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That, those were things that kinda, I had fun with. Antonio not like New Orleans. People say New Orleans is exotic and different. J: When Doug came back to Texas did you visit him in Austin when he lived next to the club? He, he had an interest in all kinds of music. And he had that flow for all kinda music. That, was special. That was the Doug I dug. And you know — J: There was already a lot of music in Austin but he got the country people to talk to the blues people to talk to Tex-Mex people and to him it was all the same thing. D: Right. He was a real organizer. He, he, he could work a house.
J: Not even Willie can play rhythm and blues authentically like Doug could. Doug played steel guitar. Link Davis he played Cajun fiddle.
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Then Louie Ortega out in California says he turned me onto swamp pop. I never heard of swamp pop. I know the??? And he had that understanding like nobody else. Nobody had an understanding like Doug. And this was a little bit later, but this was a balancing factor for Doug that I thought was very hip. J: Did you keep up with the Texas Tornados?
It was a, it was a saxophone player. D: Mm-hmm, or maybe somewhere right around Houston. D: Right, uh, but it was, it was one of those slamming guys that was the Texas Tornado and — J: Do this for me, how does Texas sound different than New Orleans? And then I got to make a hustle with him in Houston. He, and just like you were saying he could communicate with everybody. His spirit was open like that. His spirit was wide open like that. J: Doug always talked about the groove. How do you understand the groove? What is the groove?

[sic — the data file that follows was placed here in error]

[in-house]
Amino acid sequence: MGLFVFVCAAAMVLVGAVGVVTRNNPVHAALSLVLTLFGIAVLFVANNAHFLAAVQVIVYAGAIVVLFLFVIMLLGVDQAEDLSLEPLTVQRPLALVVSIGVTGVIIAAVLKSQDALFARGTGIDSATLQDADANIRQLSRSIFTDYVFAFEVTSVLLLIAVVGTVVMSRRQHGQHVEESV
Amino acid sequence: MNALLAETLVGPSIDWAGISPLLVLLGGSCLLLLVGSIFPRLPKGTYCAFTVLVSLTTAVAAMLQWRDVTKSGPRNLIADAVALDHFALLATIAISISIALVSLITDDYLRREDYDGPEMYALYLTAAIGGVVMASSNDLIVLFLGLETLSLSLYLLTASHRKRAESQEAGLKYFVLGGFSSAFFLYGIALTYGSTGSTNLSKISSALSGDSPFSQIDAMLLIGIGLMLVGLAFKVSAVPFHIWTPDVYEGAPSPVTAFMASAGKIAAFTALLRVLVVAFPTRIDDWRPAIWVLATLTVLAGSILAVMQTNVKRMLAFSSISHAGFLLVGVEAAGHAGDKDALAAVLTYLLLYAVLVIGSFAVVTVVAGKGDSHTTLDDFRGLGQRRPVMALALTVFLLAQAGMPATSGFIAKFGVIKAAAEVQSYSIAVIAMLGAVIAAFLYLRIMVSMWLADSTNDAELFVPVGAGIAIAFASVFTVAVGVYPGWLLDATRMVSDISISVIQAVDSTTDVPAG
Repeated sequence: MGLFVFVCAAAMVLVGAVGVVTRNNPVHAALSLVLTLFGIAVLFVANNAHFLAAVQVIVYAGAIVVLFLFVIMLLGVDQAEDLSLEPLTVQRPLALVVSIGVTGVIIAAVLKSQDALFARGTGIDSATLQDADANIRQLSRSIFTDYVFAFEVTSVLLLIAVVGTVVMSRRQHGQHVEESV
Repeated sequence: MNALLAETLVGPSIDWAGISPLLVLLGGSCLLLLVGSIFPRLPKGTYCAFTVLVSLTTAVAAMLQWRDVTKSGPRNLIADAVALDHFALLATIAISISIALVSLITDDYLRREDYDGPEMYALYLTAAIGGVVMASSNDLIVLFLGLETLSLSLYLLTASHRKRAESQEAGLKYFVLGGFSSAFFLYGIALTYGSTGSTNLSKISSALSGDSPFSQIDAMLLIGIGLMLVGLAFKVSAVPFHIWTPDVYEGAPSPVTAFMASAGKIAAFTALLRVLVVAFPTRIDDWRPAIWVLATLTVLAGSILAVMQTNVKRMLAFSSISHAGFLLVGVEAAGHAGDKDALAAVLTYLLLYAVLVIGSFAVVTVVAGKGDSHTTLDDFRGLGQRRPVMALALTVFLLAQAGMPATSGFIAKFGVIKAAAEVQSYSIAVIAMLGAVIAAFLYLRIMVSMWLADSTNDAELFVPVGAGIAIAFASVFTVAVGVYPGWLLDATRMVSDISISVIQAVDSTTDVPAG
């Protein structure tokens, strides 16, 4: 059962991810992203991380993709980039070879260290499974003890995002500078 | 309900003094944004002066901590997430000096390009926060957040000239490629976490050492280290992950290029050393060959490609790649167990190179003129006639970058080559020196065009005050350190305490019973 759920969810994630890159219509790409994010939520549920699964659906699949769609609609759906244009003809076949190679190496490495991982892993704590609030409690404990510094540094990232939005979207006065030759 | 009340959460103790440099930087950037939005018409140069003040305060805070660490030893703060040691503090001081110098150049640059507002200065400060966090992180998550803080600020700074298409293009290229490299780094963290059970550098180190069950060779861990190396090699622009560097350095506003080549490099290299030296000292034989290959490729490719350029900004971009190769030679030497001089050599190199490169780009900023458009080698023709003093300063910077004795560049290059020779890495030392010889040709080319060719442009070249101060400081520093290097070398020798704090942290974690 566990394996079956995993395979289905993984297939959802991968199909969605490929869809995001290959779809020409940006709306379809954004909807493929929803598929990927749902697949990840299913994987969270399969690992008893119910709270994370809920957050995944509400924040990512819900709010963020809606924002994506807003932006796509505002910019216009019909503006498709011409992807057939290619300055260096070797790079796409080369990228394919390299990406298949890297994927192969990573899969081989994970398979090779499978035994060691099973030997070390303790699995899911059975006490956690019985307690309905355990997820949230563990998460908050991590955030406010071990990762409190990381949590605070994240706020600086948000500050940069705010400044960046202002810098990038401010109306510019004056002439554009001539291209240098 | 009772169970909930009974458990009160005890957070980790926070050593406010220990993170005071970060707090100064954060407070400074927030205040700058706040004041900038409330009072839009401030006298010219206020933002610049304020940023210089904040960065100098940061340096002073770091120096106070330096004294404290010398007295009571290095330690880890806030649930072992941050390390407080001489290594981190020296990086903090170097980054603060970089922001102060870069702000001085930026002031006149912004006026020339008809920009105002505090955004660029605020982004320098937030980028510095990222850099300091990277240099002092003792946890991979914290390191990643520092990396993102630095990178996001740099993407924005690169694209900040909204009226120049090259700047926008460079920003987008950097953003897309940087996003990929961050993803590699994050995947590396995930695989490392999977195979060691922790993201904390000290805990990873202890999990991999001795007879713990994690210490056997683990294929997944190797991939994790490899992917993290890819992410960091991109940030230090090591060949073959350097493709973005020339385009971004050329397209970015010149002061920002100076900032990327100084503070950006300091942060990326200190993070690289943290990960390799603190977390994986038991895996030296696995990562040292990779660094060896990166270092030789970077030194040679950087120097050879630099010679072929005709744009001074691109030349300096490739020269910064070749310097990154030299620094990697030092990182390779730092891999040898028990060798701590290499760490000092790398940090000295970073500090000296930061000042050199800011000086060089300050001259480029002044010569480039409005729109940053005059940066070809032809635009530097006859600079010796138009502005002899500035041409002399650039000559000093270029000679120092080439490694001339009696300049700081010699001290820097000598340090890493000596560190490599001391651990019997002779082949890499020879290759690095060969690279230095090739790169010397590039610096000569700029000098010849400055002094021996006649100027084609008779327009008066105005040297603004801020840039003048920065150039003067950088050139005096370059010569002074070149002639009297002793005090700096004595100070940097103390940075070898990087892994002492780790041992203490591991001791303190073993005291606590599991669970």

You gotta have every aspect working together. J: Doug ever play piano around you? He could play the triplets pretty well. Did you know him before or hang out with him? If sales was where it was at. J: Not easy man to work for. P: How would you describe Doug to someone who never knew him? And he was like special. And he said look you done been there with Joe Tex, you been there with these guys and all of that. He says, use them tactics. And you know what? We was able to pull the thing together by using some tactics that we may not a used. He had a way of opening things up and that was a good thing.
I love the guy you know. He was a special guy in my spirit. Nobody was like that. J: I know he felt the same way about you. You two are on opposite ends of highway 90 but connected by all that music in between. And we was destined to hook up in weird places that we never thought we was gonna be. We wound up doing things that we never thought we was gonna do. And that was all part of what Doug, me was like trying to pull off. And I had never heard anybody play a saw before. But the guy played it with a violin bow and really made it sound like something. And finally found the guy and brings him to the studio.
And just happened that we was still cutting this record on Wayne. And that was like wow and the guy played beautiful. Doug did all the time and he pulled Flaco out. Nobody could roll like that. Doug could roll like that. J: I like he took you to see a guitarist that could work a trapeze. We all part of something. You ever hear, he danced barefoot on the street. And then their pockets were empty.
J: Takes a lot of talent. P: One last thing, what was Doug like as a person?